We rise and gather momentum, the dull strength
that pushes us through crowds.
And then the young boy gives me directions
so avidly. A woman holds the glass door open,
waiting patiently for my empty body to pass through.
All day it continues, each kindness
reaching toward another–a stranger
singing to no one as I pass on the path, trees
offering their blossoms, a child
who lifts his almond eyes and smiles.
Somehow they always find me, seem even
to be waiting, determined to keep me
from myself, from the thing that calls to me
as it must have once called to them–
this temptation to step off the edge
and fall weightless, away from the world.
because i imagine we’re a table of survivors and stockpilers of another sort, what saving graces have you stocked up on this week?
and before i go, i am stockpiling all the birthday love in the world for two of my favorite people in the whole wide world who happen to have back-to-back birthdays today and tomorrow. they are both best friends forever, and they both live and breathe the purest most radiant love that ever there was. happy birthday sweet P, and happy almost birthday auntie M. xoxoxoxoxo
may you be safe and strong in this week ahead. look back here for any particularly urgent (and delicious) morsels i find in the days ahead. i tuck them down below in the comments. we are all in this together, each and every gentle kindness our path toward the light on the other side…..
Margaret Renkl’s statement is so very true during this gorgeous yet odd spring. But the purple finch is nesting in on my front porch and life springs anew. B, I always knew I liked the smell of fresh dirt & compost. Thanks for teaching me why I do!
i loved that bit about the dirt. how amazing is that? the wonders of science never cease to bewitch me. when i mentioned dispatches from the south that spring had arisen, you of course were the unnamed author of such dispatches, you with your glorious images of cherry blossoms and magnolia abounding. i have one or two periscopes of scilla, tempting with its cobalt blue. but no true bursting yet, my snow boots are still posted by the backdoor. on guard for muck and mud as the earth begins its thaw….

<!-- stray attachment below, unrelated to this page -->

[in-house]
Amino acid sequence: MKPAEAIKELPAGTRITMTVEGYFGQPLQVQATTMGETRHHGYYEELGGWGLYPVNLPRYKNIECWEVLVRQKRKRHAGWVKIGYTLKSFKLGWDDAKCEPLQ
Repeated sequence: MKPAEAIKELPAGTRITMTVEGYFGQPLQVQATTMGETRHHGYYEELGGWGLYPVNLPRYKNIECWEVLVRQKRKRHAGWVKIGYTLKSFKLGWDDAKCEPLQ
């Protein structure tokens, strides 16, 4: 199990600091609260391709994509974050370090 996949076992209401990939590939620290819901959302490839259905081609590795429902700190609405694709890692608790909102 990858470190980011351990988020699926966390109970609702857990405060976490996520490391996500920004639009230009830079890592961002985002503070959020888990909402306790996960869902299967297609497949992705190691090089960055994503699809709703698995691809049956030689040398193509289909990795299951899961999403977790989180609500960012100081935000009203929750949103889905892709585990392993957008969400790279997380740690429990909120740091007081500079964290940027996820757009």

keep those dispatches coming. you are hope in a snapshot! xoxoxo
I’ve been leaning on Joanna Macy (and Rilke, of course) lately. I started a blog/email newsletter to help me stay sane at home, and I wrote about little moments I’m enjoying this week: https://ivy.substack.com/
It’s wonderful to have online spaces like this … already established, ones you know will be nourishing. Thank you, as always, for sending some goodness into the world. ❤
ah, dear ivy! leave it to you to grab a pandemic by the neck and seize the moment to start a survival blog, one that dips far more heavily into philosophy and timeless wisdom than how-to-can for the apocalypse. brava! joanna macy is always great company, especially so for these monastic days. i’ll go grab her off my shelf. i’m just coming to the end of CS Lewis, whose Surprised by Joy leapt off the shelf after i saw a one-actor play of his spiritual awakening…..
i’ve subscribed, and will be reading along xoxoxo thank you!
A few months ago, I read “A Gentleman in Moscow,” Toward the end of the book, Alexander explains how he got through his house arrest by saying he lives by two rules. 1. Always be cheerful. 2. Don’t let your circumstances define you; rather you should define your circumstances.Those words have been my saving grace recently.
wise words, dear jack. i’ve heard that’s a most wonderful read. last night my homebound college wonder wanted me to watch shawshank redemption with him (he’s a fabulous movie watching partner because he tells me when to close my eyes, he promises the worst scenes — the ones i didn’t watch — are behind us, and he swears there will be an ending i will love) and one of the messages extracted from that (netflix crashed halfway through so we’re not finished watching) is your second: don’t let the circumstances define you, and its corollary: define the interior as much as is possible when external constraints push in on you…..
may we all find ways to live inside moments of joy or calm or serenity however it speaks most deeply to us……
“The LORD bless you and keep you; The LORD make his face shine upon you, and be gracious to you; The LORD lift up his countenance upon you, and give you peace.” Selah.
ahhhhhhh! my heart just leapt! hullo and sending love to the high desert, beautiful PJV! xoxoxo
Love sent back in return, beautiful bam! Sending tight hugs and much love. Trusting and believing … xoxo
Barbara, what a time of possibility and opportunity! Thank you for being an angel now and always! xoxo
see the pope’s wisdom below. oh my…..
just spent an hour with Pope Francis in a St. Peter’s Square emptied of all but one white-robed soul. i never thought any of us would live to see the sight of that famed square, empty. glistening with rain.
here is how Pope Francis, bless him, began his homily. i know many who come to this table aren’t Roman Catholic, but in Francis we have a holy man, to be certain. his voice in this storm is one i will listen to…..(will post the link after i post this opening passage. breathe it in breathe it in deeply…)